If you’re on the fence about getting a second opinion, I’d definitely recommend it – if only for your own piece of mind. You may find a doctor that you click with and trust a bit more – and you may find that you’re happy right where you’re at. But either way, I think you’ll leave with more confidence in your child’s care and the doctor you end up choosing – which is always worth it when it comes to our children.
How about you all? Anyone else have an experience in getting a second opinion?
There’s a cliche of “looking through your eyes” as a way of trying to see the world as someone else might. It’s usually not meant literally, of course, but it reflects our desire to understand how others see things. That’s certainly true when you learn that your child has a vision problem. It’s very common to wonder how your child had been seeing.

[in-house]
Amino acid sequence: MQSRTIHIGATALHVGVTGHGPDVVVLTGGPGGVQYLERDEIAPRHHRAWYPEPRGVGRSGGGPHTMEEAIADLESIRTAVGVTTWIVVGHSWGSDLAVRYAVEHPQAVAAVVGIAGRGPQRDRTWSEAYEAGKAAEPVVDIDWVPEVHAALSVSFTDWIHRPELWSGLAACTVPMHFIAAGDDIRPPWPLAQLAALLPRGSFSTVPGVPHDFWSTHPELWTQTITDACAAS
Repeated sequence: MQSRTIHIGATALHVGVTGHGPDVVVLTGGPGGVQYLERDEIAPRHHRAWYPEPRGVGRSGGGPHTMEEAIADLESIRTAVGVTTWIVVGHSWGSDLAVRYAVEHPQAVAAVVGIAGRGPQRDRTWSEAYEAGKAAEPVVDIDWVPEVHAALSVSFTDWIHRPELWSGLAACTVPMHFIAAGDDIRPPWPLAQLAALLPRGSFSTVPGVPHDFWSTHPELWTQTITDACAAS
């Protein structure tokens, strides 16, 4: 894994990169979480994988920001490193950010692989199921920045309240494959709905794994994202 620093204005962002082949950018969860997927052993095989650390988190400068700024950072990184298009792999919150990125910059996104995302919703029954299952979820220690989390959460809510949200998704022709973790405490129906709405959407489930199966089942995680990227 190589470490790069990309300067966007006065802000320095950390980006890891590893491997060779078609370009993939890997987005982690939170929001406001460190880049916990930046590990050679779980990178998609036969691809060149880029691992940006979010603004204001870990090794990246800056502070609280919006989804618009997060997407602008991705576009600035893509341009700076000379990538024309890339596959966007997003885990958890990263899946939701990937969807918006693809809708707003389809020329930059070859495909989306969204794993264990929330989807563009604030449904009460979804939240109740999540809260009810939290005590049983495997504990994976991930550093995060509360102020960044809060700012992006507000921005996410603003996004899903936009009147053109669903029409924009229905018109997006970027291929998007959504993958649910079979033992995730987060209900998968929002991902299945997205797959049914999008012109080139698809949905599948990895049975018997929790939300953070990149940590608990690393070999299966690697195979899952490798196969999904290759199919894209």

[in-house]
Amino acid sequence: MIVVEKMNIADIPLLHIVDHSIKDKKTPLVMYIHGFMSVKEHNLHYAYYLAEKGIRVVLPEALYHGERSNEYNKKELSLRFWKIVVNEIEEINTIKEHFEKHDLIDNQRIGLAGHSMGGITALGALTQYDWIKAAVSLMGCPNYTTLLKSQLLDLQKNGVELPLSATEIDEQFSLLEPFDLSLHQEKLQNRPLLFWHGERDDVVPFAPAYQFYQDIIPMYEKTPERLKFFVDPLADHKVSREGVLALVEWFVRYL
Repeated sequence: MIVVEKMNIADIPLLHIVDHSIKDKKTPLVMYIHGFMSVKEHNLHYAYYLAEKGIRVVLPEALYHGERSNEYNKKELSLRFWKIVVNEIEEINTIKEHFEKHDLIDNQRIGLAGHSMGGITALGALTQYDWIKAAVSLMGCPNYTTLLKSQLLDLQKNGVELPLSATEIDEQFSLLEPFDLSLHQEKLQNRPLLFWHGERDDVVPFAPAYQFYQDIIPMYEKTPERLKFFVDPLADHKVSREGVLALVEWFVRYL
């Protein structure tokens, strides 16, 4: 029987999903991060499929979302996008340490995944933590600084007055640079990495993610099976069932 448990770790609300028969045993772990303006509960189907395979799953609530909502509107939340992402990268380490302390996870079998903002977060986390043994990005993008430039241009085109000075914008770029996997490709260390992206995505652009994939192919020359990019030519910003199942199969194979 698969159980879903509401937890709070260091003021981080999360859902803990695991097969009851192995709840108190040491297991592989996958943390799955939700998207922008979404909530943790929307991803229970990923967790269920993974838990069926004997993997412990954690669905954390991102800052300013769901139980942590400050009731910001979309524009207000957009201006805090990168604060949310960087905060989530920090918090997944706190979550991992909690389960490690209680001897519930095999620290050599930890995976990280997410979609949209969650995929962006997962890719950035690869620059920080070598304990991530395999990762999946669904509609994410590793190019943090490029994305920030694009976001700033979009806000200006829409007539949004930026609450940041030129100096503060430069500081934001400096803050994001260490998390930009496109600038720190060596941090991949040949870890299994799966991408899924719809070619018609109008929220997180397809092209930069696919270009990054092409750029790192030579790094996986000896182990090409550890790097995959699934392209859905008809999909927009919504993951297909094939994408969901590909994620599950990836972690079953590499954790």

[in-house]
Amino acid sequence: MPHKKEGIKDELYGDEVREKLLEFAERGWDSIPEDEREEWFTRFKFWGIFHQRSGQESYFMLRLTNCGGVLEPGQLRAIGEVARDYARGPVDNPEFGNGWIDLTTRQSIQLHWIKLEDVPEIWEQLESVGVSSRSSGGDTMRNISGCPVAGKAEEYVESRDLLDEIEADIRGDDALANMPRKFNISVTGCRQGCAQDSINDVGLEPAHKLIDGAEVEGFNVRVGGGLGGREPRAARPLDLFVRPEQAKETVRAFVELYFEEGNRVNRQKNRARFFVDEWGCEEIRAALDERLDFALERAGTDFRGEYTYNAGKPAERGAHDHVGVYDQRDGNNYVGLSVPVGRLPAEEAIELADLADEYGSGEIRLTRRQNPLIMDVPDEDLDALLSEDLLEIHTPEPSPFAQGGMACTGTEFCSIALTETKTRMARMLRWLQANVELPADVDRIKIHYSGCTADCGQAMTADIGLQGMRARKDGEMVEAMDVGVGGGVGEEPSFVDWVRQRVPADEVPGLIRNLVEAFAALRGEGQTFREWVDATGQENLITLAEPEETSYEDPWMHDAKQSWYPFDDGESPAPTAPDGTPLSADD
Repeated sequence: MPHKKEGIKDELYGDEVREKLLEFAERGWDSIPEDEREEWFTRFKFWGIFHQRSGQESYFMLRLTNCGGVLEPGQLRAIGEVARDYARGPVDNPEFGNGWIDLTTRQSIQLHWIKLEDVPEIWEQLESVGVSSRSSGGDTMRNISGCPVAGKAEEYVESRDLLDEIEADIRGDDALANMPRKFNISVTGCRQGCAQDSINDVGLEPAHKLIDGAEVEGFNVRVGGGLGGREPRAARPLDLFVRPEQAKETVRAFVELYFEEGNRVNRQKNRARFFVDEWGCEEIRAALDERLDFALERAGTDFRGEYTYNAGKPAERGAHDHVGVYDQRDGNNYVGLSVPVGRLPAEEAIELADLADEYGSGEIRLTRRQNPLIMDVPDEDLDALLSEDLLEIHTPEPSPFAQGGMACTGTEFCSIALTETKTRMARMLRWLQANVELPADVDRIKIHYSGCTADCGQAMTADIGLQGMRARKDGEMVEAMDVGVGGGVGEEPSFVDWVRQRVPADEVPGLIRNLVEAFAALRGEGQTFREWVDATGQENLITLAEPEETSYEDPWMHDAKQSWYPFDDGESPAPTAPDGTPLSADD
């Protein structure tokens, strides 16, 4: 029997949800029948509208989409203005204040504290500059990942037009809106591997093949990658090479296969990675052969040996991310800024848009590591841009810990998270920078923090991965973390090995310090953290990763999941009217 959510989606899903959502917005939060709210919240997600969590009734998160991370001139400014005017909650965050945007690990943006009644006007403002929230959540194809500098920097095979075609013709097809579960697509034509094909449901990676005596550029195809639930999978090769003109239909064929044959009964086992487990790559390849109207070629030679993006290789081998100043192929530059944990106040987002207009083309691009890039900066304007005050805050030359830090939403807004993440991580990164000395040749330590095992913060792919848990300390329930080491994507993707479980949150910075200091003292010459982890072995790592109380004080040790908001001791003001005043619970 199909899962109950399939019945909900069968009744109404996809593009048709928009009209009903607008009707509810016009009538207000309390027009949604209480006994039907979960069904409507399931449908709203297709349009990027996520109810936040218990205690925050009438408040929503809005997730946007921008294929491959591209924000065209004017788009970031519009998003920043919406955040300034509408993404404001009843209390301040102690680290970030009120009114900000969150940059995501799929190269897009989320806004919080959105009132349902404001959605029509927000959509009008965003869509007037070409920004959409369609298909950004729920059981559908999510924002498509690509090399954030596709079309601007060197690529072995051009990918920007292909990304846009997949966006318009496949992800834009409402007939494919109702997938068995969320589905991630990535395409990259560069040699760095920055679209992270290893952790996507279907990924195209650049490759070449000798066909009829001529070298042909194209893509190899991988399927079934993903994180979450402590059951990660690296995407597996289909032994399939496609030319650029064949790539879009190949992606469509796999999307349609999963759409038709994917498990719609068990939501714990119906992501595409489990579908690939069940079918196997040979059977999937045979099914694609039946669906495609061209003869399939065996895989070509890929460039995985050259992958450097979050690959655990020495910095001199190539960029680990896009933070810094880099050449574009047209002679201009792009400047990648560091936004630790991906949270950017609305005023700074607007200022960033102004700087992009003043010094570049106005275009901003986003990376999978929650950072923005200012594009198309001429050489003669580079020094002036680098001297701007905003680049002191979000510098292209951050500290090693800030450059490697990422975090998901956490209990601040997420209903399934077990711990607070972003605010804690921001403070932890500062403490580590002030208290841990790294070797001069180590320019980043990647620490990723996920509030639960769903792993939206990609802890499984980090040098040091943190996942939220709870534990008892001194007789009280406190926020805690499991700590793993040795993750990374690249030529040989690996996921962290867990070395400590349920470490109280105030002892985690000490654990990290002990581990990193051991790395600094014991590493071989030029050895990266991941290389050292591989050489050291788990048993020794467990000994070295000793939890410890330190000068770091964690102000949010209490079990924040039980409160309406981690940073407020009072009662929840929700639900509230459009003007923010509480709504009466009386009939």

Very young children don’t have the words to tell us what they want for dinner, let alone how they see. Even older, more verbal kids have difficulty explaining how things look. It wasn’t until Zoe was 4 that she started telling me that things were fuzzy without her glasses. But the first time I really understood how she saw was after a trip to the science museum where she visited a human development exhibit. They had glasses you could put on that approximated how babies’ vision develops in their first few months. “Mom, babies see really blurry they’re first month. Then at 2 months, they see the way I see without my glasses. By a year, they see how I see with glasses.” Finally, I could put on glasses and see the world the way Zoe does with glasses.